Lecture Abstract

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maxillary expansion between surgical and non-surgical modalities

19th October2018 09:00 AM - 09:40 AM
HALL montazah


A correct transverse skeletal relationship between the jaws is essential for stable and functional occlusion. Maxillary transverse hypoplasia is associated primarily with functional impairments, such as posterior unilateral or bilateral cross bite, dental crowding, reduced nasal respiratory function or anterior-posterior skeletal anomalies. 

Transverse malocclusions due to maxillary width deficiency have been treated with maxillary expansion in children and adolescents. Clinically, skeletal correction of this transverse discrepancy by orthodontic means alone is only successful before skeletal maturity, i.e. before closure of the mid-palatal suture around the age of 14-16 years in girls and 16-18 years in boys. With advancing maturity, the rigidity of the skeletal components limits the extent of expansion causing unwanted effects such as tipping of posterior teeth, fenestration of the buccal cortex and above all unstable expansion. Orthodontists and maxillofacial surgeons have resorted to the principles of distraction osteogenesis in surgically assisted rapid maxillary expansion (SARME) to widen the maxilla and correct posterior crossbite in skeletally mature patients. On the other hand, surgically assisted maxillary expansion could be considered a costly procedure, with several side effects and risks that many patients presenting to the orthodontic office might refuse.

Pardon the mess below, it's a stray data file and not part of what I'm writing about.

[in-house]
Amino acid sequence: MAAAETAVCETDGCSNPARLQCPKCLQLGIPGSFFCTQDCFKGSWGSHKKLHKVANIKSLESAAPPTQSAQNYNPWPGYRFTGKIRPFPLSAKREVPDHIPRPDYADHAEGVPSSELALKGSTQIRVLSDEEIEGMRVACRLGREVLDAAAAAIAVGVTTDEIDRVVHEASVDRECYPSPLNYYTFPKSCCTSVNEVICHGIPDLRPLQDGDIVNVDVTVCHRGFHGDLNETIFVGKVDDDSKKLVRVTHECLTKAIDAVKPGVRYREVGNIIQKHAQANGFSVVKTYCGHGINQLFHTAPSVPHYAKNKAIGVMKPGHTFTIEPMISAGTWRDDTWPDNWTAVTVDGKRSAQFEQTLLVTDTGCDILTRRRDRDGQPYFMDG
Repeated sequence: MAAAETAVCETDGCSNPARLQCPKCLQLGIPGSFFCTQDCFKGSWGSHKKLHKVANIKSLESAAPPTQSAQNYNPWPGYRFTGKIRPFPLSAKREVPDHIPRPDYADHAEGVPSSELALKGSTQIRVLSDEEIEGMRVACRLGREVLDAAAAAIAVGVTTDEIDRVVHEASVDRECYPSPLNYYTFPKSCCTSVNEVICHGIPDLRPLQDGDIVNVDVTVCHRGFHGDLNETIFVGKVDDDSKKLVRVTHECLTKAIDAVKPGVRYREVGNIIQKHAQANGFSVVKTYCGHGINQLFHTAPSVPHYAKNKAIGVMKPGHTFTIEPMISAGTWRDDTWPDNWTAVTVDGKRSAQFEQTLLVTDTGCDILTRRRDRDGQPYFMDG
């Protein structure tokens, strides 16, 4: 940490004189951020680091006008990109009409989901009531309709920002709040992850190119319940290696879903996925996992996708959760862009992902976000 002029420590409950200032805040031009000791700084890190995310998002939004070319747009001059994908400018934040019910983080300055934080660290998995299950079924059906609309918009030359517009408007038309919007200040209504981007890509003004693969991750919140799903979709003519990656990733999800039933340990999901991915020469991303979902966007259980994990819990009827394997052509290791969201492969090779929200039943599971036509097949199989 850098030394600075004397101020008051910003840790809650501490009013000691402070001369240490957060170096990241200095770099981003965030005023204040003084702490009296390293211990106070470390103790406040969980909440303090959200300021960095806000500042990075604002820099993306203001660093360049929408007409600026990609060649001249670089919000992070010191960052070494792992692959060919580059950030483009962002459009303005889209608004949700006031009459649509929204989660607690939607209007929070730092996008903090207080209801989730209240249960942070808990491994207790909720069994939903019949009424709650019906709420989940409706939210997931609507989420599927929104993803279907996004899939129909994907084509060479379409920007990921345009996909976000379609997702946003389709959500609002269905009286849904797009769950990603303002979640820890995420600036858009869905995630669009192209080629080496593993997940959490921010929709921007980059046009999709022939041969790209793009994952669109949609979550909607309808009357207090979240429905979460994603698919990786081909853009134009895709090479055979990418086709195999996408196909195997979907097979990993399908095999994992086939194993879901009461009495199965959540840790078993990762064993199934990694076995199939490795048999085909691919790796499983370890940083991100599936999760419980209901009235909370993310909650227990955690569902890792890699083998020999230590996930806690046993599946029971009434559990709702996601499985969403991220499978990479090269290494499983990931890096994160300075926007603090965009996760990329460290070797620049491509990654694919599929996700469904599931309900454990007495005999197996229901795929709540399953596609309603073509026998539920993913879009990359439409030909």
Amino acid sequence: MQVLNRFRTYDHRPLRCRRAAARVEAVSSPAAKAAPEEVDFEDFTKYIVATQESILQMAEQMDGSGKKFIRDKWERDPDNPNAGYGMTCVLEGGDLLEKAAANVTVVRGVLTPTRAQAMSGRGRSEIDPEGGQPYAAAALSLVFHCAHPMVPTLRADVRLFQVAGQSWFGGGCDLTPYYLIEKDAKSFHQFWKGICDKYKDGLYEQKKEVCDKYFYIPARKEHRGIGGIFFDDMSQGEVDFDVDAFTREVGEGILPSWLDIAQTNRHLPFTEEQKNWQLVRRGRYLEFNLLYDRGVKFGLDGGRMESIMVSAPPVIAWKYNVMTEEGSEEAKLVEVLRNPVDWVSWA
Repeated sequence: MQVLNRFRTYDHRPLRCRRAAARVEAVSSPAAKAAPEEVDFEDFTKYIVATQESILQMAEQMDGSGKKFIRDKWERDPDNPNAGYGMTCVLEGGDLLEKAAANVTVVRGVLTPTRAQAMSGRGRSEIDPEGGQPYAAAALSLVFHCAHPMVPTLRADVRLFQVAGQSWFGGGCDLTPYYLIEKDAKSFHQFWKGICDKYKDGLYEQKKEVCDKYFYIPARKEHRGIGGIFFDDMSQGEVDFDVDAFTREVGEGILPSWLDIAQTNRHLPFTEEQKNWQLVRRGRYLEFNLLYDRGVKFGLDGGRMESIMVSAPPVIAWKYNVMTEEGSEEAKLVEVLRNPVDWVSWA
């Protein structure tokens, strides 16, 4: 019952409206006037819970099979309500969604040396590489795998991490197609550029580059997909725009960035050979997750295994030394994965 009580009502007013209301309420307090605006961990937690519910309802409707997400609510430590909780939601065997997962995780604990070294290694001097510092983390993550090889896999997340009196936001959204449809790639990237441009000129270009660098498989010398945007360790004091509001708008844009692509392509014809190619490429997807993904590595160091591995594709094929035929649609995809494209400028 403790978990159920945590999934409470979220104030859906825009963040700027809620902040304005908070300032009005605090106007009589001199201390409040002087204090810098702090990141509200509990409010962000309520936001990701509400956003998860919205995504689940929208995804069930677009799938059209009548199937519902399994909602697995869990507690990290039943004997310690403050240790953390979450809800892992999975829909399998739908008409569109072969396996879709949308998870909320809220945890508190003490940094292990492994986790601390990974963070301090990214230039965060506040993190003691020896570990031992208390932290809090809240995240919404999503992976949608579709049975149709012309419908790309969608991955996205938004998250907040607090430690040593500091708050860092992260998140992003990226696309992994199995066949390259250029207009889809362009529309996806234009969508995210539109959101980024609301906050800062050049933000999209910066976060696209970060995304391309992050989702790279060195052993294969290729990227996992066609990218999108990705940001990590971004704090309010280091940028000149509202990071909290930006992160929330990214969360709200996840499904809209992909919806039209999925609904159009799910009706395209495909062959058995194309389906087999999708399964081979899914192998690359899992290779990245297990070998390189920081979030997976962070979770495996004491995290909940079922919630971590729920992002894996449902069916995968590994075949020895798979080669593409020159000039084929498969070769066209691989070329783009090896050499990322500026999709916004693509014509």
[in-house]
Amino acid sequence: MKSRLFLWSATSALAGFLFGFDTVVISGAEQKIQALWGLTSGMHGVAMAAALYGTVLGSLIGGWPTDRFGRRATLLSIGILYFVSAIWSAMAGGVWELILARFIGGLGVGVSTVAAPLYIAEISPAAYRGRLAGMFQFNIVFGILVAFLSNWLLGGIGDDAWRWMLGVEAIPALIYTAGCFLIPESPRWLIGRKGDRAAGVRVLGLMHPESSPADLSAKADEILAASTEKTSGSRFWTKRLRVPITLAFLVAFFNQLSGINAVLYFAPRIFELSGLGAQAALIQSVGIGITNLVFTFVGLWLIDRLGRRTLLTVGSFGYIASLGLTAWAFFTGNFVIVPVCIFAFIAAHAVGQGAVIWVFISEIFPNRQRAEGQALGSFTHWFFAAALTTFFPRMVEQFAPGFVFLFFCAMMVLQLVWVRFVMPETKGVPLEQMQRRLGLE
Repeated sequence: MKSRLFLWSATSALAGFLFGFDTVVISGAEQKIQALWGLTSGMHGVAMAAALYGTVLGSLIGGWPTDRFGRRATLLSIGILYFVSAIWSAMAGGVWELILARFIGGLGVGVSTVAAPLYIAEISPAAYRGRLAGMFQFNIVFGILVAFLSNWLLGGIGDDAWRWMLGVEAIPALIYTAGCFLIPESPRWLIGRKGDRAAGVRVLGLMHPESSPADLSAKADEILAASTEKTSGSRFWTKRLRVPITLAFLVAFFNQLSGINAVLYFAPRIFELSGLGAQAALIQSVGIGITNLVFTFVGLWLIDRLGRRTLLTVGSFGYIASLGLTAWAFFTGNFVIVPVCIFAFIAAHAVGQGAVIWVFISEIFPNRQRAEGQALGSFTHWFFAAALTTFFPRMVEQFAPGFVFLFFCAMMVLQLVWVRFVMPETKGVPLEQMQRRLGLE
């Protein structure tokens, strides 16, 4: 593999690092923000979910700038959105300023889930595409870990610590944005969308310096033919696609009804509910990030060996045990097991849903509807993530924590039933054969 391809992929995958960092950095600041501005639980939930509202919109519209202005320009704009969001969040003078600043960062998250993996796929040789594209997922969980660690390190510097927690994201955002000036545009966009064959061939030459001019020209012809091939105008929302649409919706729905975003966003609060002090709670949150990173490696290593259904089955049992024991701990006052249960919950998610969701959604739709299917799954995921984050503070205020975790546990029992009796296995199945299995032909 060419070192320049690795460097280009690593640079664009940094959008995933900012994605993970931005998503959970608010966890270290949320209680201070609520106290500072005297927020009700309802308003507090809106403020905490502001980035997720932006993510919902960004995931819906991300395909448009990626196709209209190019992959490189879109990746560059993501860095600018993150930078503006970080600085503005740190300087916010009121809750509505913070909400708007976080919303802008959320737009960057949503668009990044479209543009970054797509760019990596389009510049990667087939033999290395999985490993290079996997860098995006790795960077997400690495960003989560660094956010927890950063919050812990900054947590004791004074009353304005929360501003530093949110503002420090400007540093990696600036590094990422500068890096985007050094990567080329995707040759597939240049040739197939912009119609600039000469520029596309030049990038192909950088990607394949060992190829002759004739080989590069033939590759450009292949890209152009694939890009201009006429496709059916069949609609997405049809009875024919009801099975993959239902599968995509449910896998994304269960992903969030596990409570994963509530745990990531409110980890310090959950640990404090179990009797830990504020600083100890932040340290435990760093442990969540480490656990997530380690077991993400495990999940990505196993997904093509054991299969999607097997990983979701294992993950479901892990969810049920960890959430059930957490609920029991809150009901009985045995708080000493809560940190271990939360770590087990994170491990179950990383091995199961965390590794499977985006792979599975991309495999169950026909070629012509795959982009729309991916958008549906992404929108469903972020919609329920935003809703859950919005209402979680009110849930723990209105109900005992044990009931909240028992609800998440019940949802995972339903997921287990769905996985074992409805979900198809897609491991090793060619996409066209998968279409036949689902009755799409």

The presented study aims to compare the effects of both surgical and non-surgical  maxillary expansion methods in skeletally mature patients.

Patients and methods:

Surgical and non-surgical maxillary expansion techniques are applied to skeletally mature patients presenting with transverse maxillary deficiency. Diagnosis and post expansion assessment were performed using Cone Beam Computed Tomography.

Results and conclusion:

Merits and demerits of surgical and none-surgical maxillary expansion techniques as well as their skeletal and dental effects will be presented. A rationale for clinical decision making will be provided.